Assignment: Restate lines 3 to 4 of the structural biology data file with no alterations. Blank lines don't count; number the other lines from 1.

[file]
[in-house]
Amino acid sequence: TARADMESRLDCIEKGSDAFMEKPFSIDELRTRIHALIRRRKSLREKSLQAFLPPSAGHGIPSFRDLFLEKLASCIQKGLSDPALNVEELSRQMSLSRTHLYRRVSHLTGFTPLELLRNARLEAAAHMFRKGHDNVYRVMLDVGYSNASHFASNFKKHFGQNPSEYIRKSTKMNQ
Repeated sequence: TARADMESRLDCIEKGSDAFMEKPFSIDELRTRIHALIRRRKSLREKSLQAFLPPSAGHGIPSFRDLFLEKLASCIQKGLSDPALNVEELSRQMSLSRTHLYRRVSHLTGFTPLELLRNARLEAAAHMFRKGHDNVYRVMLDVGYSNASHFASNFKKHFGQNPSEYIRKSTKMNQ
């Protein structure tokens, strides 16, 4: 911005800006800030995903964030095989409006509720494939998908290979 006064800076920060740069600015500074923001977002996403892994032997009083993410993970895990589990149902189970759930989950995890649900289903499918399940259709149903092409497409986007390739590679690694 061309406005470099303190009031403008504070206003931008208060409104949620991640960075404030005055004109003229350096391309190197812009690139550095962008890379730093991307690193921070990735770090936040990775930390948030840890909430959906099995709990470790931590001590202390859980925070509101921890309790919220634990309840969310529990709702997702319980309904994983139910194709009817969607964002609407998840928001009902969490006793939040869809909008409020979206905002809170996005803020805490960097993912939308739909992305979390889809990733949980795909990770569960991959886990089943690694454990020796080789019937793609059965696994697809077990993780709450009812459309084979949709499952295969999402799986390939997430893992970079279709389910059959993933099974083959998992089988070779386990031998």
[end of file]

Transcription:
Repeated sequence: TARADMESRLDCIEKGSDAFMEKPFSIDELRTRIHALIRRRKSLREKSLQAFLPPSAGHGIPSFRDLFLEKLASCIQKGLSDPALNVEELSRQMSLSRTHLYRRVSHLTGFTPLELLRNARLEAAAHMFRKGHDNVYRVMLDVGYSNASHFASNFKKHFGQNPSEYIRKSTKMNQ
């Protein structure tokens, strides 16, 4: 911005800006800030995903964030095989409006509720494939998908290979 006064800076920060740069600015500074923001977002996403892994032997009083993410993970895990589990149902189970759930989950995890649900289903499918399940259709149903092409497409986007390739590679690694 061309406005470099303190009031403008504070206003931008208060409104949620991640960075404030005055004109003229350096391309190197812009690139550095962008890379730093991307690193921070990735770090936040990775930390948030840890909430959906099995709990470790931590001590202390859980925070509101921890309790919220634990309840969310529990709702997702319980309904994983139910194709009817969607964002609407998840928001009902969490006793939040869809909008409020979206905002809170996005803020805490960097993912939308739909992305979390889809990733949980795909990770569960991959886990089943690694454990020796080789019937793609059965696994697809077990993780709450009812459309084979949709499952295969999402799986390939997430893992970079279709389910059959993933099974083959998992089988070779386990031998």